A Spanish warship entered Gibraltar’s territorial waters early on Saturday morning, just hours before a meeting of European Union leaders approved their guidelines for negotiating a Brexit deal with the United Kingdom that allows Spain to veto its application to the Rock.
At around 9am the Spanish corvette ‘Cazadora’ entered waters off Gibraltar, where Royal Navy and local police launches sailed out to meet it.
According to observers, the corvette was escorted southward out of the Bay of Gibraltar, ending what was the third such incursion by Spanish warships this month.
It is understood the ship is no longer in Gibraltan waters after it was chased away by Royal Navy crews.
A spokesperson from the Foreign Office said: “The Royal Navy challenges all unlawful maritime incursions into British Gibraltar Territorial Waters (BGTW) – and did so again on this occasion.
"We back this up by making formal diplomatic protests to the Spanish government. We take these actions to defend our sovereignty over British Gibraltar Territorial Water.”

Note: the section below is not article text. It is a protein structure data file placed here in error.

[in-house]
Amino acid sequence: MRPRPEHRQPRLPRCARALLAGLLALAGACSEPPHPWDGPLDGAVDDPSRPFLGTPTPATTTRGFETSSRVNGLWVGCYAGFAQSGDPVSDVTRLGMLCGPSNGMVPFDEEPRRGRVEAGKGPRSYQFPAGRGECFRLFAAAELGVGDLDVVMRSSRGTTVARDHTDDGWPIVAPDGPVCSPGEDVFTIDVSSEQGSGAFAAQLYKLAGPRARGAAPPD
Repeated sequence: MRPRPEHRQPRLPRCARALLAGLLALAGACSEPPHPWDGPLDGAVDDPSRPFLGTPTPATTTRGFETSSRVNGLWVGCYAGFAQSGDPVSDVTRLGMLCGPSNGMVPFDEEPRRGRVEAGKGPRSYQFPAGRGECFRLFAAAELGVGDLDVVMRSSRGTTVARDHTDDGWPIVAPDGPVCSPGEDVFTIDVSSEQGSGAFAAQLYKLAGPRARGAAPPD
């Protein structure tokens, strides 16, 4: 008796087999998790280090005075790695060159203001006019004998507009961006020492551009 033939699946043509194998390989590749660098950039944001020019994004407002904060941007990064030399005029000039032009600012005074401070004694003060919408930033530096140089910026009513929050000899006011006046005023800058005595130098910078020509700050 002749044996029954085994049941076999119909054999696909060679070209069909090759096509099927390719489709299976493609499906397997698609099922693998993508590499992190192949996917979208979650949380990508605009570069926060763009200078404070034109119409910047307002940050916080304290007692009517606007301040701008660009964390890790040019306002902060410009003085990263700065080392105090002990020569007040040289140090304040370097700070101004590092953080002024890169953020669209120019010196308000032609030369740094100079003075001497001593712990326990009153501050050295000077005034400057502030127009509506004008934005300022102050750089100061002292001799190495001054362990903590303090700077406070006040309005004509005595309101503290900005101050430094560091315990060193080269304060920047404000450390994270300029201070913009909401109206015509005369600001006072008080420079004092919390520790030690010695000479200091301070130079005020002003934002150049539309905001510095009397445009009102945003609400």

On April 4, the Spanish patrol ship Infanta Cristina made what Gibraltar’s government described as an “illegal incursion” into waters off the Rock, and on April 13 the same Spanish vessel was ordered to leave Gibraltarian waters by the Royal Navy.
Spain does not recognise Gibraltar’s right to territorial waters, arguing that there is no specific mention in the 171 Treaty of Utrecht that granted British sovereignty over the Rock.
Britain has declared that Gibraltar has sovereignty over a “sea belt” adjacent to its coast of three miles, less than the maximum of 12 miles under international law owing to the proximity of Spanish territorial waters.
The leaders of 27 EU countries took just 15 minutes to approve the guidelines for the upcoming talks with the UK government on the terms of Brexit as published by European Council President Donald Tusk on March 31.
The document states that “no agreement between the EU and the United Kingdom may apply to the territory of Gibraltar without agreement between the Kingdom of Spain and the United Kingdom”, effectively meaning that Madrid can veto the application of a trade deal with Gibraltar while negotiating for a change in the British territory’s status.
The Spanish government has proposed joint sovereignty, something Gibraltar’s population has roundly rejected in the past.